Before turning out attention to the start of training camp, we’ll revisit 2013 one more time. This is a brand new series that will be recapping each game by highlighting three plays that shaped the final score – and the 2013 season – of the Pittsburgh Steelers.
Arguably the victory that gave Steelers’ fans the first hope of a resurgence in the second half of the year. Their 37-27 victory against the Detroit Lions in Week 11.
Play #1 – 1st Quarter: Antonio Brown’s 47 yard touchdown
We’ve shown the value of Antonio Brown previously in this series but you don’t catch 110 passes for nearly 1500 yards and get featured just once.
Here we see AB at his most dangerous – after the catch.
First and 10 on the Lions’ 47 with 4:08 left in the opening quarter. The Steelers are already sitting on a 7-0 lead, courtesy of an equally impressive 34 yard catch and run by Brown on the team’s first possession.
Just a simple slant route for Brown but as Steelers’ fans have come to know, simple doesn’t mean any less dangerous. With the pocket beginning to break down, Ben Roethlisberger climbs and rifles it to AB, who takes care of the rest. Exploding upfield, he outruns a trail of Lions’ defenders, including a safety with a pretty good angle, into the end zone. It propels the Steelers to a 14-0 lead.
I love everything about this play. Roethlisberger scrambling within the pocket to make the throw. Brown turning a five yard slant into a nearly 50 yard score. Him outrunning the safety, who had turned and took a good angle to the ball. Emmanuel Sanders fantastic block on cornerback Chris Houston, creating the final running lane for Brown. A 14+ point lead, something that had happened for just one quarter in the first nine games combined.
An MVP season, indeed.
Play #2 – 4th Quarter: Ryan Clark’s breakup
Positive plays from Ryan Clark were few and far between throughout 2013. But look hard enough, and you will find them. Against Detroit, he makes one of his best of the year.
It’s Detroit’s ball, third and five from the Steelers’ nine. The Lions stack two receivers on top of each other to each side. This makes it impossible for the Steelers to press, forcing off coverage.
Detroit basically runs a smash (corner + curl) route. They send Calvin Johnson on the corner and Jeremy Ross into the flats, acting as the curl (the red zone obviously condenses everything). Ross’ route, coupled with Matthew Stafford’s punp fake, holds Ike Taylor, leaving Johnson matched against Clark. Johnson against any safety is an obvious mismatch, much less one on the downswing of his career like Clark.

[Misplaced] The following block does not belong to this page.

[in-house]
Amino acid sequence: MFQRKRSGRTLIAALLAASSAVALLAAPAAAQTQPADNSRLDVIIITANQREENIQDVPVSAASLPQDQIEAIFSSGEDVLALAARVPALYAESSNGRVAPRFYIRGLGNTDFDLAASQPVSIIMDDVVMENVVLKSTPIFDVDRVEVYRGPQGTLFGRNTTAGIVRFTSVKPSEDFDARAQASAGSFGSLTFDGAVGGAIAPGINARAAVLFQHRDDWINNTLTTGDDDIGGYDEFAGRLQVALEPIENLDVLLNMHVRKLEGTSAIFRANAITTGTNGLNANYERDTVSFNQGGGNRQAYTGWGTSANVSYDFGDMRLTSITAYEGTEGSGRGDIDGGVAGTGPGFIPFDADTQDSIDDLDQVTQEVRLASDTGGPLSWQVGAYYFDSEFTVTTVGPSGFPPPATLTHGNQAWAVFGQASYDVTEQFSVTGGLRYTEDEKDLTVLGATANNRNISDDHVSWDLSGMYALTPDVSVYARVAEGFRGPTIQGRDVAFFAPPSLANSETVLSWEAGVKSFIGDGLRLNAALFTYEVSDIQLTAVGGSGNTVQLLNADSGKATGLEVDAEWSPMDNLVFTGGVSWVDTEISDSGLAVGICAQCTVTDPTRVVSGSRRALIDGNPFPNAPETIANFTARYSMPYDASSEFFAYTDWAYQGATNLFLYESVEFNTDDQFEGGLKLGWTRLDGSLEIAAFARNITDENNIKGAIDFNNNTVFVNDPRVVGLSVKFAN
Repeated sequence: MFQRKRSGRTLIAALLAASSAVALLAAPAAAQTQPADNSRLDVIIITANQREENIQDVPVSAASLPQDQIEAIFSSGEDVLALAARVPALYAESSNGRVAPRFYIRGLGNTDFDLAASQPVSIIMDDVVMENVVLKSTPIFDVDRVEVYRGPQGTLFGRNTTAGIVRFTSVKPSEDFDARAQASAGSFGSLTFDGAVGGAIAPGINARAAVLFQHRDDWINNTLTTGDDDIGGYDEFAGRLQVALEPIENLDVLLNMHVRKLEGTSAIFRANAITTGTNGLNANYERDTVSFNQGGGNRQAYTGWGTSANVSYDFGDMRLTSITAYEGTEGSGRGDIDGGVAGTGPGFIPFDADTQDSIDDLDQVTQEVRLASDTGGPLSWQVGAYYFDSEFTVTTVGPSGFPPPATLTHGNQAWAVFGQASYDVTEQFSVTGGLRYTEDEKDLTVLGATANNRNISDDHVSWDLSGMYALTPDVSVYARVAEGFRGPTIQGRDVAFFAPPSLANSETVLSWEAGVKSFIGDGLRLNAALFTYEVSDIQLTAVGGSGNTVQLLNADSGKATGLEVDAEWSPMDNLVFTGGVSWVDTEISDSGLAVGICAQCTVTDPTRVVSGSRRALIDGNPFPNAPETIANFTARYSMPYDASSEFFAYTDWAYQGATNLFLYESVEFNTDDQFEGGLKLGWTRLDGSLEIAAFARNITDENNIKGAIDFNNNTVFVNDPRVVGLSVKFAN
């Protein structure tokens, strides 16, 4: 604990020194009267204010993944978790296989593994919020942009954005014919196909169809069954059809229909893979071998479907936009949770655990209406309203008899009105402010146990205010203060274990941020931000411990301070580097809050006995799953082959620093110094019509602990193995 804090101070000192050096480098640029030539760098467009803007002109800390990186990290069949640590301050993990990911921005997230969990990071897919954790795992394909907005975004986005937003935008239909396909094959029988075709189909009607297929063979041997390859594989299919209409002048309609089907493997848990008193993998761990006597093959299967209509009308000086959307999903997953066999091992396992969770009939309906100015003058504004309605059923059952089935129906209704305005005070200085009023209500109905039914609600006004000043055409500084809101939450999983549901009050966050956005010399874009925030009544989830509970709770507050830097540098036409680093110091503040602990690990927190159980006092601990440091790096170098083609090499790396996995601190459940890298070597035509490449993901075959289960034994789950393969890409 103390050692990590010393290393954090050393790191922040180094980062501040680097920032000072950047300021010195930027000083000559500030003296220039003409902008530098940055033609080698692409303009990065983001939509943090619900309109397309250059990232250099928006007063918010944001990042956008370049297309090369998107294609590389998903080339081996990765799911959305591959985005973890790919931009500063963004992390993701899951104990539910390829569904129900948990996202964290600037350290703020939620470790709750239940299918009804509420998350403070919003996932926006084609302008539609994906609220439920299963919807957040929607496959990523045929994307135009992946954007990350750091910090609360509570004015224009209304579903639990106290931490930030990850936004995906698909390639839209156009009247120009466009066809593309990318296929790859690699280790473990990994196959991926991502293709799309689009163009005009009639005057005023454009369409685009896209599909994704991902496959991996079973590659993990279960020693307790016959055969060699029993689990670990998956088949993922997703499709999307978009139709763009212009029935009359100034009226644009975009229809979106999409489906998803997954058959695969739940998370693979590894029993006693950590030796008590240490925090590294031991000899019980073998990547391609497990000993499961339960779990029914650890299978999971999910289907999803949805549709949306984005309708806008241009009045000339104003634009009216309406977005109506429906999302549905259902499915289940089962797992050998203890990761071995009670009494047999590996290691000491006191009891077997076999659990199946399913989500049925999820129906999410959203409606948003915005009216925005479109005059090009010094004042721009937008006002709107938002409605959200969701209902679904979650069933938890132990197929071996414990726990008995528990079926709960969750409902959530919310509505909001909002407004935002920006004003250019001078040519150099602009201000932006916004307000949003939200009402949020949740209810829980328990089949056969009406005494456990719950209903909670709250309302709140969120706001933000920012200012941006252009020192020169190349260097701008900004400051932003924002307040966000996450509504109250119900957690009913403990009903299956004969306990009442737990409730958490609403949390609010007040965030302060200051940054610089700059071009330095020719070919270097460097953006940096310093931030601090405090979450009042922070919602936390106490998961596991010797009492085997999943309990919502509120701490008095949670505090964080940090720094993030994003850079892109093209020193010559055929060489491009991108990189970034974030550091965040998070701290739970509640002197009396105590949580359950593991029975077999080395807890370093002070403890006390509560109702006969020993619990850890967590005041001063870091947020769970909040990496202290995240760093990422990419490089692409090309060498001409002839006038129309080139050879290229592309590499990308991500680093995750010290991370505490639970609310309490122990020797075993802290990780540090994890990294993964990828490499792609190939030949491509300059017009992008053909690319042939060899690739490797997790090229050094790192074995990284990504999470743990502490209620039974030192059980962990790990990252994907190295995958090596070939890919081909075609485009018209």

Clark leaps into the air as the pass reaches its apex, knocking it away. Taylor pops Megatron in mid-air for good measure.
What’s important here is not just the breakup itself but the effect. The Lions fake the ensuing field goal but the holder fumbles, the Steelers’ recover, and the Lions come away empty-handed. In a game where Detroit leads by just four at time time, 27-23, it is obviously a game-changer.
Pittsburgh responds to the tune of an eight minute drive, culminating in a go-ahead Will Johnson touchdown to give the home team the lead for good.
But it all began with Clark.
Play #3 – 4th Quarter: Will Allen interception
The Steelers’ defense finished 2013 tied for 29th in interceptions, a paltry 10. But they were able to nab a critical one in Week 11.
First, let’s flash back to earlier in the game. A play that could have been considered for this list, providing yet another example of a “splash” play allowed – Calvin Johnson’s second quarter 79 yard touchdown. Running a post, he finds the middle of the field void of any defender and it’s an easy connection between quarterback and wide receiver. Hard to say what the coverage is but I’m inclined to believe Clark was responsible for the MOF (middle of field).
The Lions attempt to go back to the well in the 4th, trailing by three with 4:28 to go. Johnson uses a double-move to twist Clark and runs a post down the middle of the field.
This time, the Steelers are in a two deep shell with Clark and Will Allen. Allen plays it correctly, tracking the ball, and picking it off in front of Johnson.
He returns it 27 yards to the Lions’ 34, putting the Steelers in prime position to extend their 30-27 lead. Which they do five plays later, a 20 yard touchdown to Jerricho Cotchery to seal the victory.
Allen didn’t sign until right before the Week Four bye, but wound up averaging 47 snaps a game and 380 by season’s end. That surpassed Steve McLendon’s total.
Detroit was Allen’s best game, chipping in nine tackles and forcing a fumble. He provided as much stability as one could hope for in a year of relative defensive turmoil. The fuel tank is closer to empty than full, but he provides a lot of comfort for Mike Tomlin and Dick LeBeau.
For that reason, he was an underrated piece of the 2013 squad.